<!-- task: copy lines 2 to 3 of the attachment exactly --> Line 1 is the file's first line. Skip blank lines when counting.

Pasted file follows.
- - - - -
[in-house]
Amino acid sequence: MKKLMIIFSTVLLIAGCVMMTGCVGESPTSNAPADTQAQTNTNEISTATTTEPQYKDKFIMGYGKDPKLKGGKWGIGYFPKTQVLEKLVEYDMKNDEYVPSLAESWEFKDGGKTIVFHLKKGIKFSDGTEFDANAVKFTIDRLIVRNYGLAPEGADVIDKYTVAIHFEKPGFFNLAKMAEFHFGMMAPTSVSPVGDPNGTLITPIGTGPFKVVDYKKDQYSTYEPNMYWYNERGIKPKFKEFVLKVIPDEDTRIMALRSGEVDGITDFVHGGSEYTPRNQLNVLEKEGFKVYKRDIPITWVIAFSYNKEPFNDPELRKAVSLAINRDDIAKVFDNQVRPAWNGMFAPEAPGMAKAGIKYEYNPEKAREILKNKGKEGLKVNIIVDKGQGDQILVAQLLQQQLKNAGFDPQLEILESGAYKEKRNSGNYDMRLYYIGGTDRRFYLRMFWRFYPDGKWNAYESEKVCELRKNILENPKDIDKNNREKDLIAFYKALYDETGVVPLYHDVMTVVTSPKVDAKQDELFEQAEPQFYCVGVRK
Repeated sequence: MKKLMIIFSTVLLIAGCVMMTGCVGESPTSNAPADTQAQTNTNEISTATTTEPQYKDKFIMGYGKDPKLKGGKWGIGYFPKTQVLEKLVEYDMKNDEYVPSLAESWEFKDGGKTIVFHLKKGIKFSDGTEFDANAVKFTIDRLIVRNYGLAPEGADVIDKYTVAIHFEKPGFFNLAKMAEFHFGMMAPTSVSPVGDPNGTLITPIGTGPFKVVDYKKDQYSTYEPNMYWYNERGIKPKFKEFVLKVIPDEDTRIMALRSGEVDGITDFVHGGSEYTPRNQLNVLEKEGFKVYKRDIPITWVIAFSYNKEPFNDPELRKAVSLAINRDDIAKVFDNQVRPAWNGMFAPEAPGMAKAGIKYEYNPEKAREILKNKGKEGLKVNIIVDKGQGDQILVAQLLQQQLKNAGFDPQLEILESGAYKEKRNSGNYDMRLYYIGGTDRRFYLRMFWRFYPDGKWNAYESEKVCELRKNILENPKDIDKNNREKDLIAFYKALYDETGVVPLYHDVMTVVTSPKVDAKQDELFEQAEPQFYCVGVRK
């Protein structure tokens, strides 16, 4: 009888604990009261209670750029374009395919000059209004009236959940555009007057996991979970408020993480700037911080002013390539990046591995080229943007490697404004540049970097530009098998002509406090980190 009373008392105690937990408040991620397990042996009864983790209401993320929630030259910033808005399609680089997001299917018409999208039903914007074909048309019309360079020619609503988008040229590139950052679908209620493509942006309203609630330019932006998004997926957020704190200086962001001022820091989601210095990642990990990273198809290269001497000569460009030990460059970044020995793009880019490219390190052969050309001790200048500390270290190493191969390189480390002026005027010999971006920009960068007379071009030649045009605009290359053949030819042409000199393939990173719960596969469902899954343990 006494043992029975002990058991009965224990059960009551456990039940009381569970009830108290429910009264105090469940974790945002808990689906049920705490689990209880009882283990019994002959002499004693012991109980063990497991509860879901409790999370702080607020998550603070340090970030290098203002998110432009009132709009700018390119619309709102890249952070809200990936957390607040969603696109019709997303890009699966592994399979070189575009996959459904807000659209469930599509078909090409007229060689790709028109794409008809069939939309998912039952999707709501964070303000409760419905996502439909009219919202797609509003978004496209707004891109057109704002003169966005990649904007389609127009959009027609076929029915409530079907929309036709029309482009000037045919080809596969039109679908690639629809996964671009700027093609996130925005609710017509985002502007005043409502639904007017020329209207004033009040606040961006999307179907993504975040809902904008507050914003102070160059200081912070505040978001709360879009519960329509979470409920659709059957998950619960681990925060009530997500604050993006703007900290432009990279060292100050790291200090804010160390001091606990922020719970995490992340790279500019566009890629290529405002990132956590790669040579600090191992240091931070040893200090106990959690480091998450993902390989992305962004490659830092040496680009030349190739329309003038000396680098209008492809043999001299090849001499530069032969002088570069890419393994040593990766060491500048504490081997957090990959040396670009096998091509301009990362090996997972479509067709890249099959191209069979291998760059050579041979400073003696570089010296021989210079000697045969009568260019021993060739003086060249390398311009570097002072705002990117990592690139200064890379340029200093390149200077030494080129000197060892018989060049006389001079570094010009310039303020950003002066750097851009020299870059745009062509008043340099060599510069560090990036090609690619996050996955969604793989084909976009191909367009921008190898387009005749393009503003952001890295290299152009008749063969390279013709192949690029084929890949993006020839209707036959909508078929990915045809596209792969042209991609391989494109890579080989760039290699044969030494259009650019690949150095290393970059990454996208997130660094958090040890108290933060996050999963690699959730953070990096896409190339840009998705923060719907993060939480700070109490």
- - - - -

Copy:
Amino acid sequence: MKKLMIIFSTVLLIAGCVMMTGCVGESPTSNAPADTQAQTNTNEISTATTTEPQYKDKFIMGYGKDPKLKGGKWGIGYFPKTQVLEKLVEYDMKNDEYVPSLAESWEFKDGGKTIVFHLKKGIKFSDGTEFDANAVKFTIDRLIVRNYGLAPEGADVIDKYTVAIHFEKPGFFNLAKMAEFHFGMMAPTSVSPVGDPNGTLITPIGTGPFKVVDYKKDQYSTYEPNMYWYNERGIKPKFKEFVLKVIPDEDTRIMALRSGEVDGITDFVHGGSEYTPRNQLNVLEKEGFKVYKRDIPITWVIAFSYNKEPFNDPELRKAVSLAINRDDIAKVFDNQVRPAWNGMFAPEAPGMAKAGIKYEYNPEKAREILKNKGKEGLKVNIIVDKGQGDQILVAQLLQQQLKNAGFDPQLEILESGAYKEKRNSGNYDMRLYYIGGTDRRFYLRMFWRFYPDGKWNAYESEKVCELRKNILENPKDIDKNNREKDLIAFYKALYDETGVVPLYHDVMTVVTSPKVDAKQDELFEQAEPQFYCVGVRK
Repeated sequence: MKKLMIIFSTVLLIAGCVMMTGCVGESPTSNAPADTQAQTNTNEISTATTTEPQYKDKFIMGYGKDPKLKGGKWGIGYFPKTQVLEKLVEYDMKNDEYVPSLAESWEFKDGGKTIVFHLKKGIKFSDGTEFDANAVKFTIDRLIVRNYGLAPEGADVIDKYTVAIHFEKPGFFNLAKMAEFHFGMMAPTSVSPVGDPNGTLITPIGTGPFKVVDYKKDQYSTYEPNMYWYNERGIKPKFKEFVLKVIPDEDTRIMALRSGEVDGITDFVHGGSEYTPRNQLNVLEKEGFKVYKRDIPITWVIAFSYNKEPFNDPELRKAVSLAINRDDIAKVFDNQVRPAWNGMFAPEAPGMAKAGIKYEYNPEKAREILKNKGKEGLKVNIIVDKGQGDQILVAQLLQQQLKNAGFDPQLEILESGAYKEKRNSGNYDMRLYYIGGTDRRFYLRMFWRFYPDGKWNAYESEKVCELRKNILENPKDIDKNNREKDLIAFYKALYDETGVVPLYHDVMTVVTSPKVDAKQDELFEQAEPQFYCVGVRK